She also made wonderful Giuggiulena, again this recipe has been lost. I was wondering if you had a recipe you could share?

    She also made fantastic Giuggiulena & again this recipe has been lost forever. I was wondering if you had a recipe that you would share? I would love to make some for Easter to surprise my dad.

  9. I cannot begin to thank you for sharing your method of filling the scaccia! That s exactly how my grandmother made them, but could not recall the exact final step!!! I am making them today in honor of my wonderful grandparents that are sadly missed by all. Thank you for taking the time to share your knowledge of these wonderful traditions. I am hoping that my children will carry ths tradition on for many years to come too.

  10. Thank you for your thoughtful, appropriate, and well planned meals to offer your readers. They are great. My dad appreciated everything I put in front of him. I just loved it. Now I serve my husband these little specialities, and the feeling is back again. Never-the-less, there was no one like my Dad, for me. Thanks again, Maria. Have a blessed Easter.

  11. My maternal grandparents (Donzella) came to New York from Ragusa in 1909. I have tried to carry on the traditions & cooking they brought from Ragusa. Many of the recipes mentioned on this blog, I have posted on my Pintrest site. Look up my name, George Checchi & find my board titled “Ragusa Sicily”.

  12. Hi Marisa

    In the second series of “Il Govenote Montalbano” they celebrated a feast to a local saint who’s name escapes me and they cook a kind of focaccia which has anchovies, pecorino cheese amongs other ingredients and the name starts with a C. sorry for being so vague but if you know what I’m talking about, would you be so kind as to share the recipe please. I really liked the way it was described as they ate it on the beach watching fireworks. As a Maltese living in England I get quite homesick as it reminds me of how similar the two countries are. Thanks in anticipation.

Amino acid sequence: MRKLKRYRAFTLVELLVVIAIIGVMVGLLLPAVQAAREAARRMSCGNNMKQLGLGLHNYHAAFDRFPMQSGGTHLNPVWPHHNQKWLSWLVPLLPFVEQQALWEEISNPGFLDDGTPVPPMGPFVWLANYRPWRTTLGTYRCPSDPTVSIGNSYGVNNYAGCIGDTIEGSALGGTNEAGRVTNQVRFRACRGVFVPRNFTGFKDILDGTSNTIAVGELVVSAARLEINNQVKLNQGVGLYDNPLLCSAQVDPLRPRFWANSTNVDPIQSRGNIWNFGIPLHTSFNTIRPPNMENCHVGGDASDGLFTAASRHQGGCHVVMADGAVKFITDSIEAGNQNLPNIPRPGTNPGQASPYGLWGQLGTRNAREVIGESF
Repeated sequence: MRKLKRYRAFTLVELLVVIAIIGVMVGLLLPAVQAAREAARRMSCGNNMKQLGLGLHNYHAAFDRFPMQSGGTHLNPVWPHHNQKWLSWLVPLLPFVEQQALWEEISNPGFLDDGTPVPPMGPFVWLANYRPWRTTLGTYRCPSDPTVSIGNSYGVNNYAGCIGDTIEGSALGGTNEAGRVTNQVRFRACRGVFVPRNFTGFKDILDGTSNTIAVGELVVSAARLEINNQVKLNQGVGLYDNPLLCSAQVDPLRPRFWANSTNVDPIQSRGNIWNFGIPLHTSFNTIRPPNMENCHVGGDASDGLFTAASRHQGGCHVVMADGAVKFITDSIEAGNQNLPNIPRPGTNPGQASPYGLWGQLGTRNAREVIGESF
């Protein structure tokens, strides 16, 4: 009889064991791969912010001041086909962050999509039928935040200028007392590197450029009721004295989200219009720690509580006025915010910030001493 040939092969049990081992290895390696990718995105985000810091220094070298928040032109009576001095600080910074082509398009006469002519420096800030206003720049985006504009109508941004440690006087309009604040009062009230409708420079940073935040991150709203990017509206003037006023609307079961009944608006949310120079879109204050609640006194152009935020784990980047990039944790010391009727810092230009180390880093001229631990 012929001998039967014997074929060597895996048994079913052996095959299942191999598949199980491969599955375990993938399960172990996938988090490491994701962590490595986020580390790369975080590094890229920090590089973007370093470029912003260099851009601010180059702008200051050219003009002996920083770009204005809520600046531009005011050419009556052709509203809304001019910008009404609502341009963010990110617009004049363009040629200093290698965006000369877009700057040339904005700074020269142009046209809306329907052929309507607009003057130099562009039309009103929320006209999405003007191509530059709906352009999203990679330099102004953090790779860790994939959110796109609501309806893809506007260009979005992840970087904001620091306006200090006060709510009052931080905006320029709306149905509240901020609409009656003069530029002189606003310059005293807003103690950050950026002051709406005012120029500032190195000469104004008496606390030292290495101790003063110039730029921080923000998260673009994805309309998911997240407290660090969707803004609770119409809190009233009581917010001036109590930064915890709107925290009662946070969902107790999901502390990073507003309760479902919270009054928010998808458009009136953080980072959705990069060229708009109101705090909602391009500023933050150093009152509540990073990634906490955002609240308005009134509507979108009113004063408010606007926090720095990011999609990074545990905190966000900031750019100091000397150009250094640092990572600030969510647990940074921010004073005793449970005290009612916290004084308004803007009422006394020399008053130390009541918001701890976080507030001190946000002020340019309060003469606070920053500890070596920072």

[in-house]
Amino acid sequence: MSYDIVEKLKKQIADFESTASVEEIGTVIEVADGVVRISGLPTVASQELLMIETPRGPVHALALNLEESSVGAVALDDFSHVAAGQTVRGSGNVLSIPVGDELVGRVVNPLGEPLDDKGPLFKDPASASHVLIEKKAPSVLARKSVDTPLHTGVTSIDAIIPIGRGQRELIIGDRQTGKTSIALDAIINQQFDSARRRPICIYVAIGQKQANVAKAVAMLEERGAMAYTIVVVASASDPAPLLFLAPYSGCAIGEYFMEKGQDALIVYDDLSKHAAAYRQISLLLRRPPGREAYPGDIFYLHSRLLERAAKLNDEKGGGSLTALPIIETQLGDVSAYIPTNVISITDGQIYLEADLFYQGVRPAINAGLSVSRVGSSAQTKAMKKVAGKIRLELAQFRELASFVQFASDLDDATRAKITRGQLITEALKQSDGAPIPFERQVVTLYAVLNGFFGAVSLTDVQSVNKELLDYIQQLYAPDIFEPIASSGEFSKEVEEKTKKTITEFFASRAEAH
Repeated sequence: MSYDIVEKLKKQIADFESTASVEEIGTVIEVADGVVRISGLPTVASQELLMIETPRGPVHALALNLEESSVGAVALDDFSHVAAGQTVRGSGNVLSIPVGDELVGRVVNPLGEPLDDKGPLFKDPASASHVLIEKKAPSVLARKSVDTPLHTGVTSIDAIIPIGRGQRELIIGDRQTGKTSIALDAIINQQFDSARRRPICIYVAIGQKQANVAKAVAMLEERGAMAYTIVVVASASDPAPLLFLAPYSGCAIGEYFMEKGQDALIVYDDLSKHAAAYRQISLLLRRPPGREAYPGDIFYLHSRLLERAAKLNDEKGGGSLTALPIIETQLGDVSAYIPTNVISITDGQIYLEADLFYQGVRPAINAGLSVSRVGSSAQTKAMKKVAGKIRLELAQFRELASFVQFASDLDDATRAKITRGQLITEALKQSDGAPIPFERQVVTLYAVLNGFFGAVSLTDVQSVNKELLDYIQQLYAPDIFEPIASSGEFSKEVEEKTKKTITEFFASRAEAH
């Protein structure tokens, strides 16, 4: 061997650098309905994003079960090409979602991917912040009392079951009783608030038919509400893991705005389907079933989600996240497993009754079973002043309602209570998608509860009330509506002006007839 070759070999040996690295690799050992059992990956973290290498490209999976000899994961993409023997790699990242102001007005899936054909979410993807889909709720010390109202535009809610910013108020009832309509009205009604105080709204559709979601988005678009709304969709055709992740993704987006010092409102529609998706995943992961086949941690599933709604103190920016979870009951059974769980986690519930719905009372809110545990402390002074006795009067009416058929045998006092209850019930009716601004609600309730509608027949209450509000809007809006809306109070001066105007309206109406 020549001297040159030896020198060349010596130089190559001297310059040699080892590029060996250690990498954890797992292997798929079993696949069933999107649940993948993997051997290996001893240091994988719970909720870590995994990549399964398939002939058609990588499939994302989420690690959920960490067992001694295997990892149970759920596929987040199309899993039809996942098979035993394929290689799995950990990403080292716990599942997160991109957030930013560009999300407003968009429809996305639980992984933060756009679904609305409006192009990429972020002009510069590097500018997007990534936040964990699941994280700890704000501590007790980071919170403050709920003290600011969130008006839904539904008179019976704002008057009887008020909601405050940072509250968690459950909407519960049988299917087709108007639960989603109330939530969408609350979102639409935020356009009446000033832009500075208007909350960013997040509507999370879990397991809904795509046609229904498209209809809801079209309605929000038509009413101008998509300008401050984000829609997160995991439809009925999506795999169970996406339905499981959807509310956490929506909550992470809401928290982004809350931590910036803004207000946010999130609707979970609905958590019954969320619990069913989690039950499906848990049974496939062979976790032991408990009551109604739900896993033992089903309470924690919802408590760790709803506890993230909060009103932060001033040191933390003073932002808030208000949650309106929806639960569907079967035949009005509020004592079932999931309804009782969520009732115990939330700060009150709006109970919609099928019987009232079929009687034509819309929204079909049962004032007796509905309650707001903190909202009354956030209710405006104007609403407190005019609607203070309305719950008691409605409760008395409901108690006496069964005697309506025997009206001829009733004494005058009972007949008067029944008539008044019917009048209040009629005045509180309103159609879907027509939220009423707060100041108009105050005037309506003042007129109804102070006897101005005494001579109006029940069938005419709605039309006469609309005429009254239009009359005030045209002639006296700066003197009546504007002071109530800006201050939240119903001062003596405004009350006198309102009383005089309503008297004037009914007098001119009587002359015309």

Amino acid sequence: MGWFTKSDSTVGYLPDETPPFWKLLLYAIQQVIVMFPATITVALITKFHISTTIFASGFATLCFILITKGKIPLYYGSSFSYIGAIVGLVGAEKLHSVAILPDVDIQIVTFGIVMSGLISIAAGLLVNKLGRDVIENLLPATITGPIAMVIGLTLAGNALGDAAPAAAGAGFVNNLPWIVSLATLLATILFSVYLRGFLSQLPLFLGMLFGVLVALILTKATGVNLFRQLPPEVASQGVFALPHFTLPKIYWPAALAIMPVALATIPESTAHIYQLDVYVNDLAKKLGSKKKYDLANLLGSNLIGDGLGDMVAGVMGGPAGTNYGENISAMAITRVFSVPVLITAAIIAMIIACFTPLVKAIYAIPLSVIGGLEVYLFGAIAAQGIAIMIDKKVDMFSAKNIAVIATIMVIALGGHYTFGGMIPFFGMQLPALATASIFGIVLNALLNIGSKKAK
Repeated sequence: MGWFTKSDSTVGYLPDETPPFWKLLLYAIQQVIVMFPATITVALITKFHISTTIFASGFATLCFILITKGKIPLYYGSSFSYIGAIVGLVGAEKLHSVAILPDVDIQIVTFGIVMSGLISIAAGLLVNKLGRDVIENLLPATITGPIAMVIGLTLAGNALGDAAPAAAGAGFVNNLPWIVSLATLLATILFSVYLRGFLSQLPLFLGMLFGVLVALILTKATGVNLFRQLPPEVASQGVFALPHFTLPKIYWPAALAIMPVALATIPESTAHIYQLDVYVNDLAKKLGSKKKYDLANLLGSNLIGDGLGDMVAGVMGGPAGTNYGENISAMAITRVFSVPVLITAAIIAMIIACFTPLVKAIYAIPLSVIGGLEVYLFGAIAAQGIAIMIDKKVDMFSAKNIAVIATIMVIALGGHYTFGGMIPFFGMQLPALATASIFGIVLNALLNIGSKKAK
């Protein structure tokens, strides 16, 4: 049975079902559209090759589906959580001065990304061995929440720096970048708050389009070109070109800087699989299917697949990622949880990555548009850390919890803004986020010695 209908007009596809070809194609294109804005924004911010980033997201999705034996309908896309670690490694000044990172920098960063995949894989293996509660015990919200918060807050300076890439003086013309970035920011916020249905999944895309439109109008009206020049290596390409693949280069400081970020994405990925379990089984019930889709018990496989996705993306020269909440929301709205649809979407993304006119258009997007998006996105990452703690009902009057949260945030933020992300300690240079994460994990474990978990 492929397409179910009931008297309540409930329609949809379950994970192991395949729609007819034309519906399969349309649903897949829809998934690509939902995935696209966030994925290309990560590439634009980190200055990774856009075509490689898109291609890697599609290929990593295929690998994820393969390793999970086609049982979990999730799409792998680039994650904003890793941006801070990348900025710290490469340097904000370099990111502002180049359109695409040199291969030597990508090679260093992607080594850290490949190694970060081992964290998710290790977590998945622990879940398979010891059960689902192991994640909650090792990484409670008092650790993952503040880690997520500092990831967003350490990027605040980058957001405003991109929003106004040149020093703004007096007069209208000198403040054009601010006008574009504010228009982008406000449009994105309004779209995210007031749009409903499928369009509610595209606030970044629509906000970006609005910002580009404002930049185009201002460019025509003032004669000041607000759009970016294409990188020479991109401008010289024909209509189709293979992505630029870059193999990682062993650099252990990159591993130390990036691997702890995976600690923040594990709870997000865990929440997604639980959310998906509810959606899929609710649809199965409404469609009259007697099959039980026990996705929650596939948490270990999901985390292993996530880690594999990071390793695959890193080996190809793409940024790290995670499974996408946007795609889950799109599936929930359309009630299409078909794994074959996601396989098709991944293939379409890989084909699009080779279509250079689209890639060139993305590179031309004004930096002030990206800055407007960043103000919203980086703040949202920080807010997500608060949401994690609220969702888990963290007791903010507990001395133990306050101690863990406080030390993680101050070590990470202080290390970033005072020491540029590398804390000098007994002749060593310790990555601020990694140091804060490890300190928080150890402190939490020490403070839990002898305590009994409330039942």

1. Hi Vic. I am fascinated by your query but cannot find anything. I have looked through my Sicilian recipe books and the web and Montalbano novels (although i do not have the one you mentioned) and cannot find anything beginning with C.
      I have found a stuffed pizza from Siracusa, especially popular in Solarino and Sortino, called a pizzolo (Sicilian pizzòlu). Is it definitely a C? In one of my recipe books the only C I found are Pizzette Catanesi called Caviezel. I am guessing that Caviezel is because in the filling there is some Swiss Emmenthal cheese. In Catania there is a Pasticceria Svizzera called Caviezel. Sorry, let me know if you have more information.

      Was it a calzone? The calzone originated in Naples, but this stuffed pizza is now cooked everywhere (just like pizza is eaten all over the world and that also originated in Naples).

      1. I saw the episode last night and was trying to find the recipe too I thought it was ‘cuddririone or maybe cuddririone’??

          1. Thank you…I hope that you enjoyed the challenge.
            What I now find is that Cudduruni “derives from the Sicilian word for a cord, the Cudduruni”.The dough is wrapped around the filling, like a cord.I still have not found a recipe in my books of Sicilian cuisine but I will keep on looking. I also found a site: Il Cudduruni by La Signora dei Fornelli. I can read Italian and I do not know if you can, however I tried the English translation facility and it is good. Well done. What interesting comments to wake up to in Australia.
            La signora dei “fornelli” = La signora of the hot plates/ stove….pretty quirky.

      2. Hi Marisa,

        Sorry I was very very vague, thanks to Chris who replied and got it right Cuddrirone, (that was how the sub titles spelt it), we must have watched the same episode as it was the last story of series 2. Thank you and Chris for solving my riddle, will look on the site you found as I really want to try it out. P.S. thanks for a lovely site and your receipts.

        Regards Vic

  13. Hello, montalbano’s bread snack was cudduruni. Folded focaccia filled with tomato cheese olives and anchovy. It took some finding online .

    1. Thank you. I have just returned from Sicily and ate some in Ragusa…. eggplant and tomato, some with ricotta, spring onions and parsley and one I had not tried before with braised green cauliflower and black olives. All good.